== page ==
Like probable platoon partner Matt Diaz, Langerhans owns a neutral platoon split at best, and after really slipping in the second half, he'll need a good spring and a fast start to remain in his current job. The good news is that he bumped his walk rate from .11 to a .16 mark, and if he boosts his contact rate from his .71 mark to the .77 rate he owned in 2005, he could blossom in his third year in the majors. However, with a fairly low overall ceiling and limited quantitative upside, he desperately needs an improved BA even to approach double-digit value. Despite theoretically claiming the greater half of the left field platoon, he also appears quite overvalued compared to Diaz, so unless Langerhans slips to you in the endgame for a couple of bucks, grab Diaz instead at the same price for double the fantasy potential.
Stolen by the Rangers in the Carlos Lee deal, Cruz should emerge as the most valuable long-term acquisition by either franchise from that swap. He posted a .302/.378/.528 performance with 20 HR, 73 RBI, 17/23 SB%, and a 42:100 BB:K in 371 AB during his second summer at AAA Nashville(PCL). While he stumbled in Texas due to inconsistent playing time, Cruz appears the most likely candidate to emerge as Frank Catalanotto's platoon partner this summer. He even could land a full-time gig if Sammy Sosa and Jason Botts bomb in spring training. With his well-balanced batting skills and respectable defensive acumen, Cruz should emerge as the Rangers' long-term solution in one of the outfield corners. Buying him anywhere under $5 will look like an absolute steal by the fall, and rebuilding clubs should consider bidding toward $10.
In each of the past three years Thorman returned to the affiliate where he finished the previous season, proceeded to pound the ball to the tune of around an .850 OPS for a couple of months, and then progressed to the next rung on the Braves' minor league ladder. He inevitably stumbled after this promotion, managing an OPS below .750 at Double-A, Triple-A, and then last summer with Atlanta. Yet with the Adam LaRoche trade clearing no less than a platoon job for Thorman on the Braves, he appears set to echo the .298/.360/.508 averages he registered at AAA Richmond(IL) last year. Thorman only turned twenty-five last month, and if he can hold the .91 G-F he posted in the majors, we should see nothing less from Thorman than numbers resembling the .278/13/45 line from LaRoche's rookie year. I also suspect Thorman will finish 2007 with stats far more in line with the Braves' expectations than those of most analysts, so consider him an excellent investment for anything under $10.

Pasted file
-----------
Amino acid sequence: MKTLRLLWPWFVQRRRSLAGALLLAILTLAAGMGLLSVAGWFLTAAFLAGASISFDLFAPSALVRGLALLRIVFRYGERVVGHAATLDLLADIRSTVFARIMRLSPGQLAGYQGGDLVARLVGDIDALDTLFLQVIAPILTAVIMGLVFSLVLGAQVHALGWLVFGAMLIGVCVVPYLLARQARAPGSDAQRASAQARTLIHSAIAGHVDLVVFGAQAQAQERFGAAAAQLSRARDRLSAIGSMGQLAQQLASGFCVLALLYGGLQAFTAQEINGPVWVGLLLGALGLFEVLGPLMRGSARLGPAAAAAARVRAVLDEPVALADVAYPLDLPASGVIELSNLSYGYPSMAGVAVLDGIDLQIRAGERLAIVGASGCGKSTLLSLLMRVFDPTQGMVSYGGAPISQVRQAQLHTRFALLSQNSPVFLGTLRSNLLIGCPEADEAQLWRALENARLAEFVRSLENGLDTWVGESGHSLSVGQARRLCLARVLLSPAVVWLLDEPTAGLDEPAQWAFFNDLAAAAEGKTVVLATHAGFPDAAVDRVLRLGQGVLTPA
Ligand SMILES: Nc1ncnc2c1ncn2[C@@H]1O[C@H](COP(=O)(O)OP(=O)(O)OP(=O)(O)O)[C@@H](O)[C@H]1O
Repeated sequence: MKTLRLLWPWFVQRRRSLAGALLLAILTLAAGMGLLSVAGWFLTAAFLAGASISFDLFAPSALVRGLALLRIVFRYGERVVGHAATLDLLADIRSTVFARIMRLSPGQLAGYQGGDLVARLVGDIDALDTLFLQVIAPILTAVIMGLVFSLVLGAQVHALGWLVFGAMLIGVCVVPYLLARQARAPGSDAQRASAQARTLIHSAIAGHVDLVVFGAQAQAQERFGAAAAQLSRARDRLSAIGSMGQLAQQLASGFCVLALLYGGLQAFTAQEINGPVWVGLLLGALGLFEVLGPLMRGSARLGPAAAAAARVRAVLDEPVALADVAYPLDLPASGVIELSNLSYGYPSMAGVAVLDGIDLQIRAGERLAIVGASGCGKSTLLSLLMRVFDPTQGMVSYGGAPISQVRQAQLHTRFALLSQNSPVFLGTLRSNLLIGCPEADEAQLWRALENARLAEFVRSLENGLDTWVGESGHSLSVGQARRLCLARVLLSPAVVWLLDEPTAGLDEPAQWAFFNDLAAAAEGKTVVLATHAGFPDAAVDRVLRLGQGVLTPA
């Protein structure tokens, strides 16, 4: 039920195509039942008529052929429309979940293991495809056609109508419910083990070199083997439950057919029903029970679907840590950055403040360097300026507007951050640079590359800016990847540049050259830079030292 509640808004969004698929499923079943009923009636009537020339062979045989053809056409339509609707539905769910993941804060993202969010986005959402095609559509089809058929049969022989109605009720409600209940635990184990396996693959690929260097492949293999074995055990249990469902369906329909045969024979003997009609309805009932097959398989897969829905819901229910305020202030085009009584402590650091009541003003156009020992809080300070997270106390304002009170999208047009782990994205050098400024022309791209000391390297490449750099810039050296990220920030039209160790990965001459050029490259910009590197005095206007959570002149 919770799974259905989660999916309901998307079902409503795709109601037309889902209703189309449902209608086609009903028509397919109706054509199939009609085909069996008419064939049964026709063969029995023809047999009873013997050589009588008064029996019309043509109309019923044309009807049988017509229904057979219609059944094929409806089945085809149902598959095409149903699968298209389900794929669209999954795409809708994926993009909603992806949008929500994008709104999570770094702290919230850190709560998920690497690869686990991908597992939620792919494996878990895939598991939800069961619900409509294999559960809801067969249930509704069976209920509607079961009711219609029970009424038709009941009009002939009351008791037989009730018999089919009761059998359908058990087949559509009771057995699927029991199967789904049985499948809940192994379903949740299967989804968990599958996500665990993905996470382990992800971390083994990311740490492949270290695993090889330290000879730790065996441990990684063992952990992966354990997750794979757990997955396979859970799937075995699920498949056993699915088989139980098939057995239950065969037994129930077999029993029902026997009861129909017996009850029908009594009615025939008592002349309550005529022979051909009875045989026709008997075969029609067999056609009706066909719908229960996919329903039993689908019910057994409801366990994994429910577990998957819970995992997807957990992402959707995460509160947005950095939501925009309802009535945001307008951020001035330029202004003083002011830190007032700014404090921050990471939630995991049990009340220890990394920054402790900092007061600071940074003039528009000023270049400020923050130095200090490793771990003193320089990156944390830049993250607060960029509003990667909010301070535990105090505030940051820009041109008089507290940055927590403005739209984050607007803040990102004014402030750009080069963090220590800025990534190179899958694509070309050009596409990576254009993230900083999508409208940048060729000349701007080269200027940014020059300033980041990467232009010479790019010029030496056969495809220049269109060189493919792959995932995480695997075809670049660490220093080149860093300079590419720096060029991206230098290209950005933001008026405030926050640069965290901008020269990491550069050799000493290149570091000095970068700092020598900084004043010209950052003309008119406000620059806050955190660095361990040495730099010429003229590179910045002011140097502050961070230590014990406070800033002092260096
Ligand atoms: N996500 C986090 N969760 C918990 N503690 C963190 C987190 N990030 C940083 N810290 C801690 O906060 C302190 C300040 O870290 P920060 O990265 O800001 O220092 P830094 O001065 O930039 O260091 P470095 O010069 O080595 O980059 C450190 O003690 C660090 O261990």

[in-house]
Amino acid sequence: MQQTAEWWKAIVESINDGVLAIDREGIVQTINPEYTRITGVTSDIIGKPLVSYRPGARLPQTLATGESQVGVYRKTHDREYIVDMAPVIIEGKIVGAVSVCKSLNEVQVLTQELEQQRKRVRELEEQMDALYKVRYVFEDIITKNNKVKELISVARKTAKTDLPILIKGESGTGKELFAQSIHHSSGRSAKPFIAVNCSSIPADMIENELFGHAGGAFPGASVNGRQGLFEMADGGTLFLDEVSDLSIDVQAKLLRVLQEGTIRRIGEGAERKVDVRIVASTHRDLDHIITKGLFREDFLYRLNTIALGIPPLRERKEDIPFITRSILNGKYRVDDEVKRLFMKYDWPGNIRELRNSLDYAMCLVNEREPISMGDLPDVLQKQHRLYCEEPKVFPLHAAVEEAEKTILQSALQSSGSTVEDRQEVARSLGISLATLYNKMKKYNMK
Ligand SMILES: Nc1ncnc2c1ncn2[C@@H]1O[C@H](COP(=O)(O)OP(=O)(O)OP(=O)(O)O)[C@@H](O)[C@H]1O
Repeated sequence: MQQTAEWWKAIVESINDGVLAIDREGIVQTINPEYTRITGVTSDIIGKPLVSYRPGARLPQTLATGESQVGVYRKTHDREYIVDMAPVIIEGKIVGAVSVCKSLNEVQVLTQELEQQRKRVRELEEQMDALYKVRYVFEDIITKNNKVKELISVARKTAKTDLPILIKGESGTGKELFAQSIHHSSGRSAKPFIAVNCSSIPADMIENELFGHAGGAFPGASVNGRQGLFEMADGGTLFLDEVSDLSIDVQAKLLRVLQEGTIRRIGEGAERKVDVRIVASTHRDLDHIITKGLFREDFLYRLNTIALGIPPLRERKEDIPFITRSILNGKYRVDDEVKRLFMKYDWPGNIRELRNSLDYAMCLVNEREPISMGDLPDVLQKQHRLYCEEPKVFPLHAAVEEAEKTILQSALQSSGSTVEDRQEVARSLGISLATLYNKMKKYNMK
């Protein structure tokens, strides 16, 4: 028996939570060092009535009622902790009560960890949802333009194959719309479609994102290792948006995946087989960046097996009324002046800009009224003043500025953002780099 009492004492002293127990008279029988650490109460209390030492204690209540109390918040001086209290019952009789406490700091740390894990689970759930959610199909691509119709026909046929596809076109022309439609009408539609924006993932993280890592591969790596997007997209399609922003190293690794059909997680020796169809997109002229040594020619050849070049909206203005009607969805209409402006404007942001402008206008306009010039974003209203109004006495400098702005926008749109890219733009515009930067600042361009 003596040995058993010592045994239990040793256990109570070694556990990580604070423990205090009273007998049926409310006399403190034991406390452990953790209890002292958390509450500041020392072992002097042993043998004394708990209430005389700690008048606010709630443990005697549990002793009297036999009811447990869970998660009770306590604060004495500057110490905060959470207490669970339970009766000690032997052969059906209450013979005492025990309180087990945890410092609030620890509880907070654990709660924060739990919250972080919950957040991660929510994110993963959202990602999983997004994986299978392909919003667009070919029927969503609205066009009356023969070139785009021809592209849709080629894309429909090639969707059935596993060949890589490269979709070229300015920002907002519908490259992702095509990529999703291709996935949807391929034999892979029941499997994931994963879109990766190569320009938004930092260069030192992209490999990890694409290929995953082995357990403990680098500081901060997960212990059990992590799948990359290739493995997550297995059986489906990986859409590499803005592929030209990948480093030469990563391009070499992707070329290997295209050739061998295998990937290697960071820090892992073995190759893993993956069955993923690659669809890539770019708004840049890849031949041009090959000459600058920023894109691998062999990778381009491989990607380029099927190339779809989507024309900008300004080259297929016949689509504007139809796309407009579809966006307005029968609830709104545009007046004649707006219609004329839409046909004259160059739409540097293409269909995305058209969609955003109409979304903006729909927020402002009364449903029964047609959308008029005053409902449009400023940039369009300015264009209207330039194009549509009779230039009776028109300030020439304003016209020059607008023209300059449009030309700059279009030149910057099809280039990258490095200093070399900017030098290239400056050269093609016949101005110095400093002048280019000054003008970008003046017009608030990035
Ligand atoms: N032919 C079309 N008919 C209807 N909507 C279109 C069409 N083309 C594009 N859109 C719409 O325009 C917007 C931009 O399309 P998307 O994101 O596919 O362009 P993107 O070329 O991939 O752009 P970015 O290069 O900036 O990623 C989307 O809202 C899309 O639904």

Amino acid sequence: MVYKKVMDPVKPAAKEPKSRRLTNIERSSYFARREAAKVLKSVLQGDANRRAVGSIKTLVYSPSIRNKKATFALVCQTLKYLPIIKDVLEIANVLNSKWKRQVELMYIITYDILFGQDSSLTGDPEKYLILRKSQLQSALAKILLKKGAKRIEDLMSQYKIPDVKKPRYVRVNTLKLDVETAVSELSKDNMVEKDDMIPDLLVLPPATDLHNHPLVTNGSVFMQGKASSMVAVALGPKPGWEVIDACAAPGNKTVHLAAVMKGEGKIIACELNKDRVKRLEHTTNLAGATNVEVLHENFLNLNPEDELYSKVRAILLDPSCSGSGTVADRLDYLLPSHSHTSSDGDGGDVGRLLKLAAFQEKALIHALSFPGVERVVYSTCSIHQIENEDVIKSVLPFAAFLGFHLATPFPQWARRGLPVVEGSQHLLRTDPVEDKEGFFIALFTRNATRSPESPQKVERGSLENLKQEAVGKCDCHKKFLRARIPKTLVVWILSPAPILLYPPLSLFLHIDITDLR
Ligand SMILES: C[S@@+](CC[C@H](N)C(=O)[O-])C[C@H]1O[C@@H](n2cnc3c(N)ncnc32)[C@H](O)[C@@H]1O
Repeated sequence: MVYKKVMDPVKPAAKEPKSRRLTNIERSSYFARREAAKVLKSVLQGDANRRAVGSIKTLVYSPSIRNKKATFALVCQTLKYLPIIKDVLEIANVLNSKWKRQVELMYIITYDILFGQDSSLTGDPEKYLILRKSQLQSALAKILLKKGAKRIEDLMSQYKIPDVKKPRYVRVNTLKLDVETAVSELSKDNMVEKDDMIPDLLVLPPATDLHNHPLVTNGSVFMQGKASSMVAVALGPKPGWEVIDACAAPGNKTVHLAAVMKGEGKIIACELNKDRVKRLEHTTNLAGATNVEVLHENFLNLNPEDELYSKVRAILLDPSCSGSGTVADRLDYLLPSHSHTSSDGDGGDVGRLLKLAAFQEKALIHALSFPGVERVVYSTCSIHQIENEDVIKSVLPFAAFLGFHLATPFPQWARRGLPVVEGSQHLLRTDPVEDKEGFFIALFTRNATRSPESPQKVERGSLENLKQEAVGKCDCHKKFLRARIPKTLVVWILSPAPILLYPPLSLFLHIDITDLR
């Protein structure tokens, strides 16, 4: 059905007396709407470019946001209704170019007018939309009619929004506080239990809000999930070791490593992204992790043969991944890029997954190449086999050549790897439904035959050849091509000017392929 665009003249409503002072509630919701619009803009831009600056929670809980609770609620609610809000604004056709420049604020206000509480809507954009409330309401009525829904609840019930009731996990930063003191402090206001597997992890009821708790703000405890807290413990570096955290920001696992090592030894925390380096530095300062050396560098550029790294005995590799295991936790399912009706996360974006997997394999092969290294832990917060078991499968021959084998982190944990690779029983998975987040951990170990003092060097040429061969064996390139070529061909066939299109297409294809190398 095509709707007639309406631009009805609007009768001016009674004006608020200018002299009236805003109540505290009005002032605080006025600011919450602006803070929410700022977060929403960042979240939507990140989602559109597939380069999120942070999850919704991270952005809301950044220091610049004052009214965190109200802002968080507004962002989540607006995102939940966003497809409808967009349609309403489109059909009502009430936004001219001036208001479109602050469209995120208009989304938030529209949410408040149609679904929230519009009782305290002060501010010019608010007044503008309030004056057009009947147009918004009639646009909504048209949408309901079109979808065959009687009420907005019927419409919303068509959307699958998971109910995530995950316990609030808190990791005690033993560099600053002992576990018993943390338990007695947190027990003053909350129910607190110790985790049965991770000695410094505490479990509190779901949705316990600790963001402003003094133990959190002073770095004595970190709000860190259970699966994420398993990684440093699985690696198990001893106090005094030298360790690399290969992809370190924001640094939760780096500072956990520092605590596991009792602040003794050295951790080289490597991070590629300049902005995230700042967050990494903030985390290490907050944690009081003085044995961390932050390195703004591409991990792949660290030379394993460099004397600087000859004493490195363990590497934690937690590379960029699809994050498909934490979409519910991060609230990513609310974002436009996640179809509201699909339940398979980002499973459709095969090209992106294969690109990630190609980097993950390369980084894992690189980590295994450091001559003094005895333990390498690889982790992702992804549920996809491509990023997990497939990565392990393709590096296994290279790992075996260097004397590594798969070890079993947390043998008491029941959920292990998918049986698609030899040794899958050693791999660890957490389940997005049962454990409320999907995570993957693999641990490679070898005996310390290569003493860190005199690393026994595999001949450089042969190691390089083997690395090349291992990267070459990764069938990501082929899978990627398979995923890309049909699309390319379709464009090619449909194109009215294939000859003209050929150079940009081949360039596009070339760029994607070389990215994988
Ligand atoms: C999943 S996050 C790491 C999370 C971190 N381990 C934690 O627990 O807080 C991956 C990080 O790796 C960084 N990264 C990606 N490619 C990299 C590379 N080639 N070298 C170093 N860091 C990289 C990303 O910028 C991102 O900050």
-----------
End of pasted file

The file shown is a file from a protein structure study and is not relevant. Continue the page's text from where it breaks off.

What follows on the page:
Please refer to our Post-2006 Prospect Review: San Francisco for my comments on Lewis.
Out of options and therefore essentially guaranteed a job with the Diamondbacks in 2007, Hairston certainly deserves the opportunity after spending the past three summers just pounding the ball at AAA Tucson(PCL), including a .323/.407/.591 performance with a 52:78 BB:K in 381 AB in 2006. While he might have won a job last year if he hadn't needed labrum surgery on his left shoulder in 2005, he also unfortunately finds himself fairly buried on the club's depth chart. Carlos Quentin and Chris Young both will play every day, leaving Hairston to fight for at-bats with Eric Byrnes and Jeff DaVanon even as Carlos Gonzalez rapidly approaches Arizona. I hope GM Josh Byrnes will find a way to deal Eric Byrnes, at least giving Hairston one more shot at an everyday job, but a trade somewhere like Minnesota, Texas, or Cincinnati probably offers him the best chance to emerge as a regular. Despite Hairston's significant long-term upside, I can't support bidding beyond the $4-6 range and even then suggest you talk up his potential value before dealing him to the first rebuilding team in your league.